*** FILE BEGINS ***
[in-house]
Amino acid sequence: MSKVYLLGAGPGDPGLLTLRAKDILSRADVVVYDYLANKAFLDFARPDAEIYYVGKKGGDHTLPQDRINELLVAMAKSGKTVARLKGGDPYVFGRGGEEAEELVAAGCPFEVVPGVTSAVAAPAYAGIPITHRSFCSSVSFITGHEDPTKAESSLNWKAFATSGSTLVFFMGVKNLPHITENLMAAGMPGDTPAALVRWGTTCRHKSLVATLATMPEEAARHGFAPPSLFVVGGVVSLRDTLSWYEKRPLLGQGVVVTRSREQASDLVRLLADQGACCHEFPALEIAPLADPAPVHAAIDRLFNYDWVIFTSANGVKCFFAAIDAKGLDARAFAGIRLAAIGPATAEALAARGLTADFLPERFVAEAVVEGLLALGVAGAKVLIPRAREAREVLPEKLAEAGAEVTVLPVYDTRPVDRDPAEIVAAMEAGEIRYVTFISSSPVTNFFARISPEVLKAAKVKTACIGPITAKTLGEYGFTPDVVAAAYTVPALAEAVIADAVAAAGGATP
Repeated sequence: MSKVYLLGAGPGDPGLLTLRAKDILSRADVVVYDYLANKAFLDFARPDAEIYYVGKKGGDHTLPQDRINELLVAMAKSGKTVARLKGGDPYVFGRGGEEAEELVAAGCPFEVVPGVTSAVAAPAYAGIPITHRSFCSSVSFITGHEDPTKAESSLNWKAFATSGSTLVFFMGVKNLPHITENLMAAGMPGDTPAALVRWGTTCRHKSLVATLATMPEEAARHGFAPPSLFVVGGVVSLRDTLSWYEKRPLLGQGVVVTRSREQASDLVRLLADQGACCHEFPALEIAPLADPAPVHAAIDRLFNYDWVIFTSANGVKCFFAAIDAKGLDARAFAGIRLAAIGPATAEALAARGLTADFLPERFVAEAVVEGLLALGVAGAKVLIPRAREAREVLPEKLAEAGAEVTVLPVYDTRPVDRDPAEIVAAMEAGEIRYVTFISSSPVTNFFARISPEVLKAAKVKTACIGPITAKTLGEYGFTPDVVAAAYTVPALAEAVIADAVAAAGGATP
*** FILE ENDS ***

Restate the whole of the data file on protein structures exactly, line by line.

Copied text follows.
[in-house]
Amino acid sequence: MSKVYLLGAGPGDPGLLTLRAKDILSRADVVVYDYLANKAFLDFARPDAEIYYVGKKGGDHTLPQDRINELLVAMAKSGKTVARLKGGDPYVFGRGGEEAEELVAAGCPFEVVPGVTSAVAAPAYAGIPITHRSFCSSVSFITGHEDPTKAESSLNWKAFATSGSTLVFFMGVKNLPHITENLMAAGMPGDTPAALVRWGTTCRHKSLVATLATMPEEAARHGFAPPSLFVVGGVVSLRDTLSWYEKRPLLGQGVVVTRSREQASDLVRLLADQGACCHEFPALEIAPLADPAPVHAAIDRLFNYDWVIFTSANGVKCFFAAIDAKGLDARAFAGIRLAAIGPATAEALAARGLTADFLPERFVAEAVVEGLLALGVAGAKVLIPRAREAREVLPEKLAEAGAEVTVLPVYDTRPVDRDPAEIVAAMEAGEIRYVTFISSSPVTNFFARISPEVLKAAKVKTACIGPITAKTLGEYGFTPDVVAAAYTVPALAEAVIADAVAAAGGATP
Repeated sequence: MSKVYLLGAGPGDPGLLTLRAKDILSRADVVVYDYLANKAFLDFARPDAEIYYVGKKGGDHTLPQDRINELLVAMAKSGKTVARLKGGDPYVFGRGGEEAEELVAAGCPFEVVPGVTSAVAAPAYAGIPITHRSFCSSVSFITGHEDPTKAESSLNWKAFATSGSTLVFFMGVKNLPHITENLMAAGMPGDTPAALVRWGTTCRHKSLVATLATMPEEAARHGFAPPSLFVVGGVVSLRDTLSWYEKRPLLGQGVVVTRSREQASDLVRLLADQGACCHEFPALEIAPLADPAPVHAAIDRLFNYDWVIFTSANGVKCFFAAIDAKGLDARAFAGIRLAAIGPATAEALAARGLTADFLPERFVAEAVVEGLLALGVAGAKVLIPRAREAREVLPEKLAEAGAEVTVLPVYDTRPVDRDPAEIVAAMEAGEIRYVTFISSSPVTNFFARISPEVLKAAKVKTACIGPITAKTLGEYGFTPDVVAAAYTVPALAEAVIADAVAAAGGATP